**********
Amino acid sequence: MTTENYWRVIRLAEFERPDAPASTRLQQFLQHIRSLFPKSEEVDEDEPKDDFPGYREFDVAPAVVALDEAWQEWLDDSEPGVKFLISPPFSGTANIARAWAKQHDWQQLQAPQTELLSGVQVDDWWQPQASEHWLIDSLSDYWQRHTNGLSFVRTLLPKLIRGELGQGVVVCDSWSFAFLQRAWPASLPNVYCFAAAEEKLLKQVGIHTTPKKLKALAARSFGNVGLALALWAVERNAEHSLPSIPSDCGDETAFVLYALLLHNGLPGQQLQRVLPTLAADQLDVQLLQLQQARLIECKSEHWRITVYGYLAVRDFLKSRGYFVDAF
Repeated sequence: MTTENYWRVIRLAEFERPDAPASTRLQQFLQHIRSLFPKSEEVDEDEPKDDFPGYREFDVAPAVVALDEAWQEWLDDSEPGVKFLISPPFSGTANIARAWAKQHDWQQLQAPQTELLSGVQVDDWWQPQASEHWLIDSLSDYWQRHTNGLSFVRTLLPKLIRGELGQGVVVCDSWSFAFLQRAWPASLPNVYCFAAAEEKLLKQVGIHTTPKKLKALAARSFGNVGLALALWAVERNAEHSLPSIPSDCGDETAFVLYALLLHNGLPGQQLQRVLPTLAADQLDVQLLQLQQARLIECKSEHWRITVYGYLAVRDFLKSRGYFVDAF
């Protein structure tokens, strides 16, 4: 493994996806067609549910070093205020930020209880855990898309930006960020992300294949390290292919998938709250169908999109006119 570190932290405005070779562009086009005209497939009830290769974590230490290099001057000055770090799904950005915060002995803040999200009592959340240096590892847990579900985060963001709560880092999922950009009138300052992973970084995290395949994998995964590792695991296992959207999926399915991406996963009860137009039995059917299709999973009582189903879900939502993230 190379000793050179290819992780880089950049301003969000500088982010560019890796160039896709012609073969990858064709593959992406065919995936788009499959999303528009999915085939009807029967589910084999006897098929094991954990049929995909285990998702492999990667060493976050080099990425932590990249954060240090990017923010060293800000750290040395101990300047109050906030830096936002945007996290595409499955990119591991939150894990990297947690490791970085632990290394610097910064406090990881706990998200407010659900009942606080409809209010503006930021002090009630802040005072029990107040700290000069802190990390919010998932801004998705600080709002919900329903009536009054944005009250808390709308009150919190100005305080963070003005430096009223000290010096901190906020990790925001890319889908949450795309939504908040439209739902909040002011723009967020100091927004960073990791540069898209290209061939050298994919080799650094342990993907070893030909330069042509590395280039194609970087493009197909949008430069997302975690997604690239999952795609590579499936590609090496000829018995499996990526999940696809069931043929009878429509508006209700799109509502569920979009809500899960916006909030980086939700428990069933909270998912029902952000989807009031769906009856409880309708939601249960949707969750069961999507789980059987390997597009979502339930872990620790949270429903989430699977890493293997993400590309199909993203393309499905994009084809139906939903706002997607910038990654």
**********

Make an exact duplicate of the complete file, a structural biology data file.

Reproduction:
Amino acid sequence: MTTENYWRVIRLAEFERPDAPASTRLQQFLQHIRSLFPKSEEVDEDEPKDDFPGYREFDVAPAVVALDEAWQEWLDDSEPGVKFLISPPFSGTANIARAWAKQHDWQQLQAPQTELLSGVQVDDWWQPQASEHWLIDSLSDYWQRHTNGLSFVRTLLPKLIRGELGQGVVVCDSWSFAFLQRAWPASLPNVYCFAAAEEKLLKQVGIHTTPKKLKALAARSFGNVGLALALWAVERNAEHSLPSIPSDCGDETAFVLYALLLHNGLPGQQLQRVLPTLAADQLDVQLLQLQQARLIECKSEHWRITVYGYLAVRDFLKSRGYFVDAF
Repeated sequence: MTTENYWRVIRLAEFERPDAPASTRLQQFLQHIRSLFPKSEEVDEDEPKDDFPGYREFDVAPAVVALDEAWQEWLDDSEPGVKFLISPPFSGTANIARAWAKQHDWQQLQAPQTELLSGVQVDDWWQPQASEHWLIDSLSDYWQRHTNGLSFVRTLLPKLIRGELGQGVVVCDSWSFAFLQRAWPASLPNVYCFAAAEEKLLKQVGIHTTPKKLKALAARSFGNVGLALALWAVERNAEHSLPSIPSDCGDETAFVLYALLLHNGLPGQQLQRVLPTLAADQLDVQLLQLQQARLIECKSEHWRITVYGYLAVRDFLKSRGYFVDAF
């Protein structure tokens, strides 16, 4: 493994996806067609549910070093205020930020209880855990898309930006960020992300294949390290292919998938709250169908999109006119 570190932290405005070779562009086009005209497939009830290769974590230490290099001057000055770090799904950005915060002995803040999200009592959340240096590892847990579900985060963001709560880092999922950009009138300052992973970084995290395949994998995964590792695991296992959207999926399915991406996963009860137009039995059917299709999973009582189903879900939502993230 190379000793050179290819992780880089950049301003969000500088982010560019890796160039896709012609073969990858064709593959992406065919995936788009499959999303528009999915085939009807029967589910084999006897098929094991954990049929995909285990998702492999990667060493976050080099990425932590990249954060240090990017923010060293800000750290040395101990300047109050906030830096936002945007996290595409499955990119591991939150894990990297947690490791970085632990290394610097910064406090990881706990998200407010659900009942606080409809209010503006930021002090009630802040005072029990107040700290000069802190990390919010998932801004998705600080709002919900329903009536009054944005009250808390709308009150919190100005305080963070003005430096009223000290010096901190906020990790925001890319889908949450795309939504908040439209739902909040002011723009967020100091927004960073990791540069898209290209061939050298994919080799650094342990993907070893030909330069042509590395280039194609970087493009197909949008430069997302975690997604690239999952795609590579499936590609090496000829018995499996990526999940696809069931043929009878429509508006209700799109509502569920979009809500899960916006909030980086939700428990069933909270998912029902952000989807009031769906009856409880309708939601249960949707969750069961999507789980059987390997597009979502339930872990620790949270429903989430699977890493293997993400590309199909993203393309499905994009084809139906939903706002997607910038990654």